A labor council was organized in Glens Falls, NY, in 1901. The first AFL-CIO charter was issued for the council in 1959. At this time, the organization was called the Glens Falls, New York, Trades & Labor Assembly, AFL-CIO. The charter was amended in 1969 when the labor council became the Greater Glens Falls, New York, Central Labor Council. However, the council continued to use the name Glens Falls Trades & Labor Council at least through 1979.
In the mid-1980's, the labor council initiated a drive to reinvigorate itself, especially by increasing the number of its affiliates. The council was not always successful in convincing labor union locals to join; nevertheless, its growth was quite rapid. A merger between the Glens Falls Central Labor Council and that for Saratoga County was considered in the 1980's, but the president of the Glens Falls council announced in 1988 that the merger was no longer being contemplated, ostensibly because the Glens Falls council had had the "largest growth of any council in the U.S." and had no need to merge.
As with any labor council, the Greater Glens Falls Central Labor Council is a group of labor union locals which have joined together to share information about labor activities (especially in their area) and to develop strategies for coordinated union action. Activities of the labor council include picketing assistance in the Glens Falls area, coordinating political action, and lending moral and financial support to labor union locals on strike.
Merely the last dozen or so years of the Glens Falls Central Labor Council are documented by minutes, and the years with minutes often have significant gaps until the mid-1980's. However, the labor council sometimes canceled its December meeting, so the lack of a December meeting does not necessarily represent a gap.
Best documented in these records is the rise of this labor council from a small and virtually dormant labor council into an expanding and politically active council. The methods used by the labor council to achieve advances towards its goals become obvious: these primarily consist of contacts with politicians, the media, and other labor union organizations. As the council expanded, its reach expanded, so that it was not just interested in local and regional matters (though those predominate), but also was often actively helping locals across the country.
These copies of the records of the Greater Glens Falls Central Labor Council were photocopied onto acid-free paper from the originals held by the labor council. The originals were returned to the labor council.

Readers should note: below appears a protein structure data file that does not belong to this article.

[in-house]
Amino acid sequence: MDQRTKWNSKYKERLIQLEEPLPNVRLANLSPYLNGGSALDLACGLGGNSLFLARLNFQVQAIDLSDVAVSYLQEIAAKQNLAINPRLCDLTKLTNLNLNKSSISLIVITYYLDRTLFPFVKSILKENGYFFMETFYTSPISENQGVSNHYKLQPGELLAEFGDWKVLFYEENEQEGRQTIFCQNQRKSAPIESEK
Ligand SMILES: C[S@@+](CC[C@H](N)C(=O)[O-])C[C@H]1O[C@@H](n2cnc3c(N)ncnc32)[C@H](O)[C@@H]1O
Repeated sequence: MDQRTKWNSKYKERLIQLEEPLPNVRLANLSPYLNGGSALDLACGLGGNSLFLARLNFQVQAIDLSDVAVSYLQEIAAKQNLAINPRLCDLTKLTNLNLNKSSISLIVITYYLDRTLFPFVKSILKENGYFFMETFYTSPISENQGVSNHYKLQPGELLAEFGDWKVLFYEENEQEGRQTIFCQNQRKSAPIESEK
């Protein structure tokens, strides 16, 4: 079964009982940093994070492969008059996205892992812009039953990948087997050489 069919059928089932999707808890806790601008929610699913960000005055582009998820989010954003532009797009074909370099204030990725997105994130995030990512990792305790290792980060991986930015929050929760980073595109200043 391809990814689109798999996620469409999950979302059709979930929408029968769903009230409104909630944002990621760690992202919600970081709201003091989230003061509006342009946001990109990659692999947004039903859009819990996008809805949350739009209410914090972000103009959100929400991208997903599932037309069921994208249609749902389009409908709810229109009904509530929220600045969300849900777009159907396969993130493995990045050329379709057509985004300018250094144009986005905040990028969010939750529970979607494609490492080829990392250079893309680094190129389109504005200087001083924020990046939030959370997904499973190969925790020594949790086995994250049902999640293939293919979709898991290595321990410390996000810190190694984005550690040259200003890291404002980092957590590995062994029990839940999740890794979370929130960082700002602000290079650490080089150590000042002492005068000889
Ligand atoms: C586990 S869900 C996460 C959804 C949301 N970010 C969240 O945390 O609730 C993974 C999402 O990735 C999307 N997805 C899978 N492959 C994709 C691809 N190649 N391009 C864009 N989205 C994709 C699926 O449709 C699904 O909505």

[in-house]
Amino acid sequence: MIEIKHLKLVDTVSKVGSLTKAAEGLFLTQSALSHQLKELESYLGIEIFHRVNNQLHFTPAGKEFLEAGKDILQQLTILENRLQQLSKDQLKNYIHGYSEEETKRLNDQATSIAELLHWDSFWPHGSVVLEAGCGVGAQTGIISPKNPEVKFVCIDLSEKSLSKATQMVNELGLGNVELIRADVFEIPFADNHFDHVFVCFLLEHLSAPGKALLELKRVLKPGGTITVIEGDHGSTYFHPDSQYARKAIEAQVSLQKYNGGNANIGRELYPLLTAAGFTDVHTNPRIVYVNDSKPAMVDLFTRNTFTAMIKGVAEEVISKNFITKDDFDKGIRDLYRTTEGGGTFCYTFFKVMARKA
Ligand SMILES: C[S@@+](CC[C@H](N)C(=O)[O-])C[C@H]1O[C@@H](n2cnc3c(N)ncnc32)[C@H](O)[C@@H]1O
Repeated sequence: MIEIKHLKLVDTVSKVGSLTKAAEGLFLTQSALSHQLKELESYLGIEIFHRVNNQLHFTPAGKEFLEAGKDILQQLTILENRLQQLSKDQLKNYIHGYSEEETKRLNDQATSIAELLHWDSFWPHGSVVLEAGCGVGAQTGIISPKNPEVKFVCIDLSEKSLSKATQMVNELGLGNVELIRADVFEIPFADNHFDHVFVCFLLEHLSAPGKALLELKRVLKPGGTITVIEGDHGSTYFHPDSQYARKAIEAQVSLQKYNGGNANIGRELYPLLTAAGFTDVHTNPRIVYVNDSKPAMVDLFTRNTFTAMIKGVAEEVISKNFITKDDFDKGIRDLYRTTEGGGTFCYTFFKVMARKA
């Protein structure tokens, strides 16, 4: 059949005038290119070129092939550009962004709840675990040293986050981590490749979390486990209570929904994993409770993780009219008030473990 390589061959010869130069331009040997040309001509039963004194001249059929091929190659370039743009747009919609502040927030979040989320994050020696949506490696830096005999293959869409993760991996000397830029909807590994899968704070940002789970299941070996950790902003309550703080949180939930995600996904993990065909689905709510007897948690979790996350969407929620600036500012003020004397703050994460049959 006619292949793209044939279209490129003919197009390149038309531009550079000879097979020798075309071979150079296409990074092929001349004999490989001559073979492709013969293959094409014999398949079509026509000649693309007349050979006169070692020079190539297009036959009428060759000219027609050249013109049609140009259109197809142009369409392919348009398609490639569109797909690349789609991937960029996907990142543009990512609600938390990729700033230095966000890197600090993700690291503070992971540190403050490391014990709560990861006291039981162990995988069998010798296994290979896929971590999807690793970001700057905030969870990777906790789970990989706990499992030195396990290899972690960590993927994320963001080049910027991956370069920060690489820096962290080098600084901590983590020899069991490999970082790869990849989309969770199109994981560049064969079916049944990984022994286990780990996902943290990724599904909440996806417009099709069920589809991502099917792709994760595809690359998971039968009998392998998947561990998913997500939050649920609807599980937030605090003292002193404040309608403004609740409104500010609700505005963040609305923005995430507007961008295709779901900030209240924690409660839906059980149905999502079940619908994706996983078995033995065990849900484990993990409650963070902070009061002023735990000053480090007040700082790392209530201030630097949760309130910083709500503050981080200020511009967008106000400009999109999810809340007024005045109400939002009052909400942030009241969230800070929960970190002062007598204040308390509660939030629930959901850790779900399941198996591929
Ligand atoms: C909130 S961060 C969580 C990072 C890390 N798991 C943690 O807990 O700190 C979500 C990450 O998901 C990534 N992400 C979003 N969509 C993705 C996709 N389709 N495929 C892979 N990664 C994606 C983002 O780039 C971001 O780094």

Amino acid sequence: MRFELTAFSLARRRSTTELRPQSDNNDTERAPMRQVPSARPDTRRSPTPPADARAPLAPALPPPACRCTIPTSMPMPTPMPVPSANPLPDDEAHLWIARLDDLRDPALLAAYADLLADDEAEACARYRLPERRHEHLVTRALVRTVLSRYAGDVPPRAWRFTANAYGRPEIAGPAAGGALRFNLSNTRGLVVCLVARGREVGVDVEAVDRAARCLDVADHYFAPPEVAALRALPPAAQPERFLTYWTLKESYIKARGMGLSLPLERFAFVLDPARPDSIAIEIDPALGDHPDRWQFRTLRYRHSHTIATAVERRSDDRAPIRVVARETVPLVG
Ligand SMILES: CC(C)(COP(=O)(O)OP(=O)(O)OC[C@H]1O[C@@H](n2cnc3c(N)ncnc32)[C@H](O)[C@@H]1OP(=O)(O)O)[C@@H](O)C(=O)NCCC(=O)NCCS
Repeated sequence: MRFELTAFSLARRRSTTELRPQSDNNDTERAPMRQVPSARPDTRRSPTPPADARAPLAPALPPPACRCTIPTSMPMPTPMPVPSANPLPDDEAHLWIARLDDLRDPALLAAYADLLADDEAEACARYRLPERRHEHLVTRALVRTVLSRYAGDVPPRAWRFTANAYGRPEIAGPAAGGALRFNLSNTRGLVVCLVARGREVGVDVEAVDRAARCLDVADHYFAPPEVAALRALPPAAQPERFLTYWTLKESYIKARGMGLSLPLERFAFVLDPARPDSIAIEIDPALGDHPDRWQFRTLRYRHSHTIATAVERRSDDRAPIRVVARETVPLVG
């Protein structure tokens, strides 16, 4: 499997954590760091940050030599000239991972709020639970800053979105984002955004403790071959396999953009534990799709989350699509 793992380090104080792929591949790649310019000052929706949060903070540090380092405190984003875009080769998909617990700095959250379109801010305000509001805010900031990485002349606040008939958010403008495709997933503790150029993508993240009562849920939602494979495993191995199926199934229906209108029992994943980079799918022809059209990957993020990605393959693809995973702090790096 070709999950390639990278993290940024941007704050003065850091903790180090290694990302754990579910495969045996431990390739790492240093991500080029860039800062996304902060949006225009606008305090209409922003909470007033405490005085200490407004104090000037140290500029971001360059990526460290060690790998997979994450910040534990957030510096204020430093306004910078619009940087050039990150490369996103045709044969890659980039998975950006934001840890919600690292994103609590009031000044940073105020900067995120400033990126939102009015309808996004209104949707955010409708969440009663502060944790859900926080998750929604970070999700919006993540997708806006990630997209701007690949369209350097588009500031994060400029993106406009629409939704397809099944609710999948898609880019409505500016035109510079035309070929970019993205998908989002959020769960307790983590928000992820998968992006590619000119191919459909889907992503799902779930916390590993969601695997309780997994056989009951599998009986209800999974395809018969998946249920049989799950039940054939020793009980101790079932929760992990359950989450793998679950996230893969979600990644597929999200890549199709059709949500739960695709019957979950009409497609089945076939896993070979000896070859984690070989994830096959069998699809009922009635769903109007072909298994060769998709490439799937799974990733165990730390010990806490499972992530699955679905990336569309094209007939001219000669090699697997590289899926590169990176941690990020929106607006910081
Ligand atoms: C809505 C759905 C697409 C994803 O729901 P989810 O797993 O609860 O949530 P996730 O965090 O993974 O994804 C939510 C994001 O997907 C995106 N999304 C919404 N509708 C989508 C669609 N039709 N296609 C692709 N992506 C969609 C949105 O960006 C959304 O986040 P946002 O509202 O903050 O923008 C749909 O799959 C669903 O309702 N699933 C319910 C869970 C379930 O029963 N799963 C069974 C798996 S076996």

The collection is organized alphabetically. There are no series.
All items in this manuscript group were lent to the University Libraries, M.E. Grenander Department of Special Collections and Archives, by the Greater Glens Falls Central Labor Council, AFL-CIO and photocopied onto acid-free paper. The originals have been returned to the Labor Council.
Processed by: Geoffrey A. Huth
Collection record created by: This finding aid was produced using ArchivesSpace on
Published: 2018-03-05 23:24:03 -0500
Encoded in EAD by Michael Corcione, 2014
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We can also deliver digital scans for remote research for a fee.
Access to this record group is unrestricted with the exception of one folder, which is marked.
The researcher assumes full responsibility for conforming with the laws of copyright. Whenever possible, the M.E. Grenander Department of Special Collections and Archives will provide information about copyright owners and other restrictions, but the legal determination ultimately rests with the researcher. Requests for permission to publish material from this collection should be discussed with the Head of Special Collections and Archives.
Preferred citation for this material is as follows:
Identification of specific item, series, box, folder, Greater Glens Falls (N.Y.) Central Labor Council AFL-CIO Records, 1959, 1969, 1977-1979, 1981-1990. M.E. Grenander Department of Special Collections and Archives, University Libraries, University at Albany, State University of New York (hereafter referred to as [shortened name]).
|1||7||Minutes||1981 (includes a report on a statewide legislative meeting of labor leaders)|